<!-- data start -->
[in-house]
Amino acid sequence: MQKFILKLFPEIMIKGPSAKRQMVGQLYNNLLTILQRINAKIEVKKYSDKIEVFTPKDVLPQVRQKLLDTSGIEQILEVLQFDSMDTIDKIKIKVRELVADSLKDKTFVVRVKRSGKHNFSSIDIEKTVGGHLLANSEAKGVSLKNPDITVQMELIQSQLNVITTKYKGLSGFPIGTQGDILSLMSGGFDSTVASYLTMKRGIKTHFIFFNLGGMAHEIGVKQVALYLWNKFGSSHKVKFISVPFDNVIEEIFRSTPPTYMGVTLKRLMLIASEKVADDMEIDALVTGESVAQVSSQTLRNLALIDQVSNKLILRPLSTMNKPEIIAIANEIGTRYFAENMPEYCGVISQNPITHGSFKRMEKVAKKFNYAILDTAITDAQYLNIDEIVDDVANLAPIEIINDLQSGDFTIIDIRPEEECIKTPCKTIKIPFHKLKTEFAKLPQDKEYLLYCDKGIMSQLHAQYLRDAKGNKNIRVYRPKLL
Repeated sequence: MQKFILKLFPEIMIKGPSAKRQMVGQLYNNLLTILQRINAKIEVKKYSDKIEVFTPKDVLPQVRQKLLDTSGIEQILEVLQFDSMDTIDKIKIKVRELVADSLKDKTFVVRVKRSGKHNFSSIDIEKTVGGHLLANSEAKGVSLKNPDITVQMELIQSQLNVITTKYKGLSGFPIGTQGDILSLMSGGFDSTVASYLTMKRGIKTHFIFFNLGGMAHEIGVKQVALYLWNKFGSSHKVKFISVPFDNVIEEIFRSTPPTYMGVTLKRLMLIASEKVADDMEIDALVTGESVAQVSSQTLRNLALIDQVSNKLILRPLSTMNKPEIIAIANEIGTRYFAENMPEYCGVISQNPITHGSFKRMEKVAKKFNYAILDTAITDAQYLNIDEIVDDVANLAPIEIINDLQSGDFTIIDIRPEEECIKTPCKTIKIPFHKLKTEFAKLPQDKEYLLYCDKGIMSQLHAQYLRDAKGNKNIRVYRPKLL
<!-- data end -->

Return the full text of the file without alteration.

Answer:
[in-house]
Amino acid sequence: MQKFILKLFPEIMIKGPSAKRQMVGQLYNNLLTILQRINAKIEVKKYSDKIEVFTPKDVLPQVRQKLLDTSGIEQILEVLQFDSMDTIDKIKIKVRELVADSLKDKTFVVRVKRSGKHNFSSIDIEKTVGGHLLANSEAKGVSLKNPDITVQMELIQSQLNVITTKYKGLSGFPIGTQGDILSLMSGGFDSTVASYLTMKRGIKTHFIFFNLGGMAHEIGVKQVALYLWNKFGSSHKVKFISVPFDNVIEEIFRSTPPTYMGVTLKRLMLIASEKVADDMEIDALVTGESVAQVSSQTLRNLALIDQVSNKLILRPLSTMNKPEIIAIANEIGTRYFAENMPEYCGVISQNPITHGSFKRMEKVAKKFNYAILDTAITDAQYLNIDEIVDDVANLAPIEIINDLQSGDFTIIDIRPEEECIKTPCKTIKIPFHKLKTEFAKLPQDKEYLLYCDKGIMSQLHAQYLRDAKGNKNIRVYRPKLL
Repeated sequence: MQKFILKLFPEIMIKGPSAKRQMVGQLYNNLLTILQRINAKIEVKKYSDKIEVFTPKDVLPQVRQKLLDTSGIEQILEVLQFDSMDTIDKIKIKVRELVADSLKDKTFVVRVKRSGKHNFSSIDIEKTVGGHLLANSEAKGVSLKNPDITVQMELIQSQLNVITTKYKGLSGFPIGTQGDILSLMSGGFDSTVASYLTMKRGIKTHFIFFNLGGMAHEIGVKQVALYLWNKFGSSHKVKFISVPFDNVIEEIFRSTPPTYMGVTLKRLMLIASEKVADDMEIDALVTGESVAQVSSQTLRNLALIDQVSNKLILRPLSTMNKPEIIAIANEIGTRYFAENMPEYCGVISQNPITHGSFKRMEKVAKKFNYAILDTAITDAQYLNIDEIVDDVANLAPIEIINDLQSGDFTIIDIRPEEECIKTPCKTIKIPFHKLKTEFAKLPQDKEYLLYCDKGIMSQLHAQYLRDAKGNKNIRVYRPKLL